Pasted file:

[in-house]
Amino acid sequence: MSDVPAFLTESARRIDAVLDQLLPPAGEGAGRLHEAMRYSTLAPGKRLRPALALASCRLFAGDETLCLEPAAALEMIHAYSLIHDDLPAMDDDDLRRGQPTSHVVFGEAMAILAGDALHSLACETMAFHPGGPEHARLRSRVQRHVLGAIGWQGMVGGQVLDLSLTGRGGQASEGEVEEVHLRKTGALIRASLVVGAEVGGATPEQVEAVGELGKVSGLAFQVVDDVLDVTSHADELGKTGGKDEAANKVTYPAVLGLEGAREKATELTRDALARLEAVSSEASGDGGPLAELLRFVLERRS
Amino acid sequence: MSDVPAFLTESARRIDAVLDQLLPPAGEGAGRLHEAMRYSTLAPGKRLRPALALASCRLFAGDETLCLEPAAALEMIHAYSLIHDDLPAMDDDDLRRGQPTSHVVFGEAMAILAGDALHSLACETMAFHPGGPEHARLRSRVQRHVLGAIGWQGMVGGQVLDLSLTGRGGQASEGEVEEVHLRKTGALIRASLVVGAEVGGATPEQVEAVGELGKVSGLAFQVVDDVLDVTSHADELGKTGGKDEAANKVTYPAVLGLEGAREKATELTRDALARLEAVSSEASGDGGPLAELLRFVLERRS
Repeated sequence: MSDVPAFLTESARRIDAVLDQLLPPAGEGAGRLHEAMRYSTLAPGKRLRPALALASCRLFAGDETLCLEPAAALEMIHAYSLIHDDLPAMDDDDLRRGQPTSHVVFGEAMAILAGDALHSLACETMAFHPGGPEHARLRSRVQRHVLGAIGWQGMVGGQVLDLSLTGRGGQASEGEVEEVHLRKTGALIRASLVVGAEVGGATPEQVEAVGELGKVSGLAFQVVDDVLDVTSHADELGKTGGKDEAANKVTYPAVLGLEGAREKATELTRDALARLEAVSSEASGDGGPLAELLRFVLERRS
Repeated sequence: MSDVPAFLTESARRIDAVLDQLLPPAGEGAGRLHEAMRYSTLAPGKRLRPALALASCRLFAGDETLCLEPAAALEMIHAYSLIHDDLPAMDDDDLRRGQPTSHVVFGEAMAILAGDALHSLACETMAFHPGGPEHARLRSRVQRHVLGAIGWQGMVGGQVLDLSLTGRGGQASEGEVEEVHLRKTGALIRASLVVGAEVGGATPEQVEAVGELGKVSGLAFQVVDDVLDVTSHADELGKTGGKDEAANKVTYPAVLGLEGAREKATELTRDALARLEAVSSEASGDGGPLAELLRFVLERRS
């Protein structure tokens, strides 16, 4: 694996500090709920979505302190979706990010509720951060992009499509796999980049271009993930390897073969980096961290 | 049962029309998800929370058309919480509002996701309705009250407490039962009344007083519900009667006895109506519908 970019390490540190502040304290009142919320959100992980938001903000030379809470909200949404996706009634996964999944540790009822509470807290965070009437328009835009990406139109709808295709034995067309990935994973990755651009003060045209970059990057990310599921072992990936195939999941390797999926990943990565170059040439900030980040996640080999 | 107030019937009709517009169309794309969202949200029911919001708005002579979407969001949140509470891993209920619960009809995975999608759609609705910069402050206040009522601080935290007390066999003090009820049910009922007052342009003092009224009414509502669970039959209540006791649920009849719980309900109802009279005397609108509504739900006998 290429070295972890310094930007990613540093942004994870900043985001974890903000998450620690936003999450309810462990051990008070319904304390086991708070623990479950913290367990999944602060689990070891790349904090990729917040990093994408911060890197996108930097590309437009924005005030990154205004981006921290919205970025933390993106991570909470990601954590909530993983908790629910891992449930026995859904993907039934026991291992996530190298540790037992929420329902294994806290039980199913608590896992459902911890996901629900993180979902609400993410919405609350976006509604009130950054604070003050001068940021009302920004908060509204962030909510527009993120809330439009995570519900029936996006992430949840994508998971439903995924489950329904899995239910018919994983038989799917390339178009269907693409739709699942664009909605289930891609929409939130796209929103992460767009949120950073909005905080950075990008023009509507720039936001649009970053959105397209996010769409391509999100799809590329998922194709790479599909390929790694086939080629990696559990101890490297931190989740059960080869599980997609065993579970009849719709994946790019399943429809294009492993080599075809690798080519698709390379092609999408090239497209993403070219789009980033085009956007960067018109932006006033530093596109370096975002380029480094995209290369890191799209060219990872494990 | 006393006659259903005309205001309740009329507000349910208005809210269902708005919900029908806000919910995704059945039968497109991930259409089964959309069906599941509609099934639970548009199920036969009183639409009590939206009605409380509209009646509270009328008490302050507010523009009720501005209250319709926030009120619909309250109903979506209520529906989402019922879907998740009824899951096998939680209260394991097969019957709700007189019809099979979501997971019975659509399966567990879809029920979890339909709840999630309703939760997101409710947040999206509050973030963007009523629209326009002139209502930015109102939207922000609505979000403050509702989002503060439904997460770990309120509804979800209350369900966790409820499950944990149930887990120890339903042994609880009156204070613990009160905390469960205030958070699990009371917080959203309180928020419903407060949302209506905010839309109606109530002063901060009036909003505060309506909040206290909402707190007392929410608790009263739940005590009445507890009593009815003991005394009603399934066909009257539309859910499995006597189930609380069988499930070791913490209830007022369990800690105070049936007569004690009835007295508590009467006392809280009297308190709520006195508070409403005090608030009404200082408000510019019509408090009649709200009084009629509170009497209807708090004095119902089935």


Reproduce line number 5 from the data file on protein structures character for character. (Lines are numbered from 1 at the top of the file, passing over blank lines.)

Repeated sequence: MSDVPAFLTESARRIDAVLDQLLPPAGEGAGRLHEAMRYSTLAPGKRLRPALALASCRLFAGDETLCLEPAAALEMIHAYSLIHDDLPAMDDDDLRRGQPTSHVVFGEAMAILAGDALHSLACETMAFHPGGPEHARLRSRVQRHVLGAIGWQGMVGGQVLDLSLTGRGGQASEGEVEEVHLRKTGALIRASLVVGAEVGGATPEQVEAVGELGKVSGLAFQVVDDVLDVTSHADELGKTGGKDEAANKVTYPAVLGLEGAREKATELTRDALARLEAVSSEASGDGGPLAELLRFVLERRS